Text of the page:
Searching over 5,500,000 cases.


searching
Buy This Entire Record For $7.95

Download the entire decision to receive the complete text, official citation,
docket number, dissents and concurrences, and footnotes for this case.

Learn more about what you receive with purchase of this case.

Perma-Pipe, Inc. v. Liberty Surplus Insurance Corporation

United States District Court, Seventh Circuit

September 24, 2013

PERMA-PIPE, INC., Plaintiff,
v.
LIBERTY SURPLUS INSURANCE CORPORATION, Defendant.

MEMORANDUM OPINION AND ORDER

RONALD A. GUZMN, District Judge.

Plaintiff sues defendant for breach of contract and the Illinois Insurance Code. Defendant has filed a motion to dismiss this case in favor of a suit that was filed before it in the Northern District of California or to transfer this case to the Northern District of California pursuant to 28 U.S.C. § 1404. For the reasons set forth below, the Court denies the motion.

Facts

Defendant, a New Hampshire corporation with its principal place of business in Massachusetts, issued commercial general liability policies to plaintiff, a Delaware corporation that manufactures pre-insulated piping systems in Illinois, for the period November 1, 2007 to March 31, 2010. (Compl. ¶¶ 2-4, 8-9.) Each policy has a per-occurrence limit of $1 million and an aggregate limit of $2 million. ( Id. ¶ 10.)

On October 26, 2010, the University of California sent a letter to Ranger Pipelines, Inc., a contractor that had installed plaintiff's pipes on the University's Mission Bay campus, claiming that Ranger was liable for damages caused by the pipes' "catastrophic failure." ( Id., Ex. A, Letter from Univ. to Ranger (Oct. 26, 2010).) Ranger, in turn, sent a letter to plaintiff demanding indemnification for any damages Ranger had to pay the University. ( Id., Ex. B, Letter from Ranger to Pl. (Jan. 25, 2011).) The University's insurer estimated that the cost of repairs would exceed $50 million. (Compl. ¶ 18.)

On March 1, 2011, defendant told plaintiff that it would "continue to handle [the claims against plaintiff arising from the University project] under a reservation of rights." ( Id., Ex. C, Letter from Def. to Pl. at 7 (Mar. 1, 2011).) Pursuant to the reservation of rights, defendant allowed plaintiff to choose the counsel that would defend it. (Compl. ¶ 36.)

On February 9, 2012, one of the University's insurers, Lexington Insurance Company, sued RMF Engineering Inc., the project designer, in California state court to recover the damages caused by the pipe failure. ( Id. ¶¶ 31-33.) A few days later, the University filed a separate suit in California state court against RMF, Ranger and plaintiff, asserting the same claims and seeking the same relief as in the Lexington suit. ( Id. ¶¶ 20-27.) RMF filed a cross-claim for indemnification against plaintiff in each suit. ( Id. ¶¶ 28-29, 34.)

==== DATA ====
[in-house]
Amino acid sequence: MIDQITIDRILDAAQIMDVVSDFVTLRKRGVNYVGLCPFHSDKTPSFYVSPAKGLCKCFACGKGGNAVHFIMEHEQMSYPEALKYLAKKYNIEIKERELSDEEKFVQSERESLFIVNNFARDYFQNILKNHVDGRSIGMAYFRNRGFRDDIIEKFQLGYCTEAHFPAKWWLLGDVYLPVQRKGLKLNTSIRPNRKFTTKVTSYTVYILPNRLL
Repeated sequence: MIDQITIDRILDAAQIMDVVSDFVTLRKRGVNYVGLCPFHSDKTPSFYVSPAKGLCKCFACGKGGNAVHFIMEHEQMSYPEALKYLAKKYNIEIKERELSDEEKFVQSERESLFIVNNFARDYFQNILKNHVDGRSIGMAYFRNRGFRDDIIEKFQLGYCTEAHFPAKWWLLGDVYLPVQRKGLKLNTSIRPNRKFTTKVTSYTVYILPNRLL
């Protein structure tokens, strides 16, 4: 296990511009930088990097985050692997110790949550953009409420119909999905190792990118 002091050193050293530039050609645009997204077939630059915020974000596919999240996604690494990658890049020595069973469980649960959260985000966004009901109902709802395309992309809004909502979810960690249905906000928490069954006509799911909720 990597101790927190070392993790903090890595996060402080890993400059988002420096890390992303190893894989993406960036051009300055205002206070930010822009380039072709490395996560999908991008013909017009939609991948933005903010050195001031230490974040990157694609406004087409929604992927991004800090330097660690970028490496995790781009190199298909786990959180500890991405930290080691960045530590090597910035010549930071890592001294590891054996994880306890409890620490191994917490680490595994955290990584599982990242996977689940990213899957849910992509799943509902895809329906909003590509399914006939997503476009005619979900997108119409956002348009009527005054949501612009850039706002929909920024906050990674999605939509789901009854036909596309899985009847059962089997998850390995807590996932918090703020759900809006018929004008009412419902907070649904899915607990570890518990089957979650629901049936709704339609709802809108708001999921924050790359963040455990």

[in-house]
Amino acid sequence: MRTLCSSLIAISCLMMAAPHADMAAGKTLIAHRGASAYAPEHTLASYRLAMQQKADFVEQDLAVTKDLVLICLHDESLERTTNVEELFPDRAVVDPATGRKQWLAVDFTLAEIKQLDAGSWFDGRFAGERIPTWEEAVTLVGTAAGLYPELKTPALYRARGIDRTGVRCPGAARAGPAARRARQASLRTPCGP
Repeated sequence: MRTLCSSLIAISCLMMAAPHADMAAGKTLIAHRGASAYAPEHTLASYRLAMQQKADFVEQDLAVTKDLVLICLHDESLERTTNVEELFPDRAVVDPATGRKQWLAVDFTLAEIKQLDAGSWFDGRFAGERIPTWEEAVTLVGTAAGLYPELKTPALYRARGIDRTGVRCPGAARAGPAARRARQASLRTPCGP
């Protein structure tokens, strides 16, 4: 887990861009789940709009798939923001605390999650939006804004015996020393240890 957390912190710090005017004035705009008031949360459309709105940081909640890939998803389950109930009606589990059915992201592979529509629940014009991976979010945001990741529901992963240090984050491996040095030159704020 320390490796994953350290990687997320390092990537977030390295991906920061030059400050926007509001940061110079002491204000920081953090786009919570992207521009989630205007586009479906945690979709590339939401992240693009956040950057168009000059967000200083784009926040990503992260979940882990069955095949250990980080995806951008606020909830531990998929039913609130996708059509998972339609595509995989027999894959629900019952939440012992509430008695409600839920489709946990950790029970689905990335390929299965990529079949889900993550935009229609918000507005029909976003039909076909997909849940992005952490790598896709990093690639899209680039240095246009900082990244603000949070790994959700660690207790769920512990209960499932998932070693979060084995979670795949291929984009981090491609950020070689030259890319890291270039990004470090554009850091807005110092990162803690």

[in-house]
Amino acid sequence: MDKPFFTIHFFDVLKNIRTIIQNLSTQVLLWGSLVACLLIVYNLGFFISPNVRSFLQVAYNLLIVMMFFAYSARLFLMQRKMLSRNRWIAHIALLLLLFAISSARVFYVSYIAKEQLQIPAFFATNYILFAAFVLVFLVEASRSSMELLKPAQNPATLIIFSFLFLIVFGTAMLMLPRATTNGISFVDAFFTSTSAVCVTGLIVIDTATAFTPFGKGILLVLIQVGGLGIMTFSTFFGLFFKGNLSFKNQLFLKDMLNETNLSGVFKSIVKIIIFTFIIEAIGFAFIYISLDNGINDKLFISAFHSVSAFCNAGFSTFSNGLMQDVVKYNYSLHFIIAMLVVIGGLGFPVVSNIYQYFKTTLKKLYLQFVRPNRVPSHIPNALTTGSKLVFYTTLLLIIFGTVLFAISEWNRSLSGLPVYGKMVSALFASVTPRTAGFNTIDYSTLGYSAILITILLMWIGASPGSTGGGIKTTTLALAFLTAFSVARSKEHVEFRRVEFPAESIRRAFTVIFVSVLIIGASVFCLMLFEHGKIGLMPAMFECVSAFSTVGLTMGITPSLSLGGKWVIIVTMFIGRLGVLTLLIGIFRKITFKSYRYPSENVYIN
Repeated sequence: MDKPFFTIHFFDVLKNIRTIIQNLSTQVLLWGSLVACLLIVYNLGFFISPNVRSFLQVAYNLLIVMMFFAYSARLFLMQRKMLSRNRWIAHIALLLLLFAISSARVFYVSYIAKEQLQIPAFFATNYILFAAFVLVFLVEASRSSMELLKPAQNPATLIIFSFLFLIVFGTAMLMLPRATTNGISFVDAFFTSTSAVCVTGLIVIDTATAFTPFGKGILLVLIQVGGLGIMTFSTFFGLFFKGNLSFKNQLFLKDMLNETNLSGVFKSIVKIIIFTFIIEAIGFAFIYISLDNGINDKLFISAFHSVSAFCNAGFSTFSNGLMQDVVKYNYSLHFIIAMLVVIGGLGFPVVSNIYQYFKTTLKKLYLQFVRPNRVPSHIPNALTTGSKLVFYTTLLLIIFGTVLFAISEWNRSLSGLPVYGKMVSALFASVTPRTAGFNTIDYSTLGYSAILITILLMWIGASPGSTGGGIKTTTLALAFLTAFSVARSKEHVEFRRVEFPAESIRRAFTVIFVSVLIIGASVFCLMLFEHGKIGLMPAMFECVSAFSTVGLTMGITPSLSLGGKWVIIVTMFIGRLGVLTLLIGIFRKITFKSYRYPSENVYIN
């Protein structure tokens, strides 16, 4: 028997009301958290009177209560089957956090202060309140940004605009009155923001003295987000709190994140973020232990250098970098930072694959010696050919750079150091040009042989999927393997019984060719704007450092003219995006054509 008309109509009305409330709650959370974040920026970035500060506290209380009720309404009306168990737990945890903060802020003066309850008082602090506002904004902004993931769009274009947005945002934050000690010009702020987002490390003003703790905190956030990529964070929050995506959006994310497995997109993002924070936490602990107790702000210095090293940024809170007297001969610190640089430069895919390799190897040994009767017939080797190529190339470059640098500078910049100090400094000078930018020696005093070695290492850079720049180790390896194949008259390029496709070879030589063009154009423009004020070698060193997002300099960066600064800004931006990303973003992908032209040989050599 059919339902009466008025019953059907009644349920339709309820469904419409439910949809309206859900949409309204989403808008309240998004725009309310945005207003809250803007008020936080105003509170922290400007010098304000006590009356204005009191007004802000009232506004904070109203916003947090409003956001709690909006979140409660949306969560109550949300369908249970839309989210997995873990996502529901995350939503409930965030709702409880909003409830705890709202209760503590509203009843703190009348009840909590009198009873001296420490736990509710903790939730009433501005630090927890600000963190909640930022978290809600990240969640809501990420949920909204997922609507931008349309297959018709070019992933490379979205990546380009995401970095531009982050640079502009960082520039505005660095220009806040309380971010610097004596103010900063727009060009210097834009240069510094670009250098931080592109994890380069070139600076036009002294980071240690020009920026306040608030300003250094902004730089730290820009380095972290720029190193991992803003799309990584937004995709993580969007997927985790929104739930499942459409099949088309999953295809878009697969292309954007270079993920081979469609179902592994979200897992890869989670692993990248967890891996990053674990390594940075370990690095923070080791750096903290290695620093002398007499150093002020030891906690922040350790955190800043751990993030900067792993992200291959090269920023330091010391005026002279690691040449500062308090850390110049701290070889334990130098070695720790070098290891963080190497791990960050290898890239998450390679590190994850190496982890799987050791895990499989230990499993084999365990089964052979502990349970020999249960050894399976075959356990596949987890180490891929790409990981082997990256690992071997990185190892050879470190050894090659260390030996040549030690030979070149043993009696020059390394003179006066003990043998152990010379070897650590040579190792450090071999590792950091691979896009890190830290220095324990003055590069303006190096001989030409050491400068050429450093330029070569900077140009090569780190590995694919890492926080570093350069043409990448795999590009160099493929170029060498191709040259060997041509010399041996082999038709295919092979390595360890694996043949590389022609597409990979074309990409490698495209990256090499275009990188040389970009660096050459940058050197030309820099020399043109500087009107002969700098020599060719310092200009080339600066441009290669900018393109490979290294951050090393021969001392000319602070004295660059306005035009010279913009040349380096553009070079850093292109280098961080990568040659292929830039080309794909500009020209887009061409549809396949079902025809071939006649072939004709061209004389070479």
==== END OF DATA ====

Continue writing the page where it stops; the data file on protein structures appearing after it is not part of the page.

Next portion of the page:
On October 8, 2012, defendant sent a letter to plaintiff withdrawing its reservation of rights, agreeing to pay all defense costs arising out of the California lawsuits and agreeing to pay any indemnity up to the policy's per-occurrence limit of $1 million. ( Id. ¶ 37.) Defendant also told plaintiff that, because it was now controlling plaintiff's defense, it was terminating the counsel chosen by plaintiff and assigning counsel of defendant's choosing. ( Id. ¶ 38.)

On October 31, 2012, plaintiff sent defendant a letter asserting that "under controlling Illinois law, a serious conflict still exists due to the real possibility of a judgment or settlement in excess of the Liberty policy limits, mandating that Perma-Pipe be allowed to continue to retain independent counsel at Liberty's expense." ( Id., Ex. J, Letter from Pl. to Def. at 2 (Oct. 31, 2012)) (emphasis original) (footnote omitted). Plaintiff concluded the letter by saying:

If Liberty fails to notify Perma-Pipe and Laurie & Brennan [plaintiff's chosen counsel] within two weeks of receipt of this correspondence that it agrees to provide independent counsel of Perma-Pipe's choosing, and deactivate its retention of Archer Norris, Perma-Pipe will take whatever action is necessary to protect its rights and interests. This may include filing a suit seeking to compel Liberty to agree to pay for independent counsel and to recover any associated costs or fees.

( Id. at 5) (emphasis original). Liberty did not respond to the letter. (Compl. ¶ 43.)

On January 29, 2013, defendant wrote a second letter to defendant, enclosing a recent Illinois case concerning a conflict between an insurer and its insured and reiterating its demand that it be permitted to choose its own counsel. ( Id., Ex. K, Letter from Pl. to Def. (Jan. 29, 2013).) Plaintiff asked defendant to respond to the letter by February 12, 2013. ( Id. at 2.)

On February 14, 2013, defense counsel told plaintiff that he would confer with defendant "in the next week, " and defendant would "provide a response [to plaintiff] shortly thereafter." ( Id., Ex. N, Letter from Def. to Pl. (Feb. 14, 2013).)

On February 28, 2013, defendant filed a one-count complaint against plaintiff in the Northern District of California seeking a declaration that it "has the right to appoint and control Perma-Pipe's defense counsel... and that it is not obligated to pay counsel selected by Perma-Pipe from and after the date of the agreement to defend without reservation of rights." ( Id., Ex. O, Compl. ...


Buy This Entire Record For $7.95

Download the entire decision to receive the complete text, official citation,
docket number, dissents and concurrences, and footnotes for this case.

Learn more about what you receive with purchase of this case.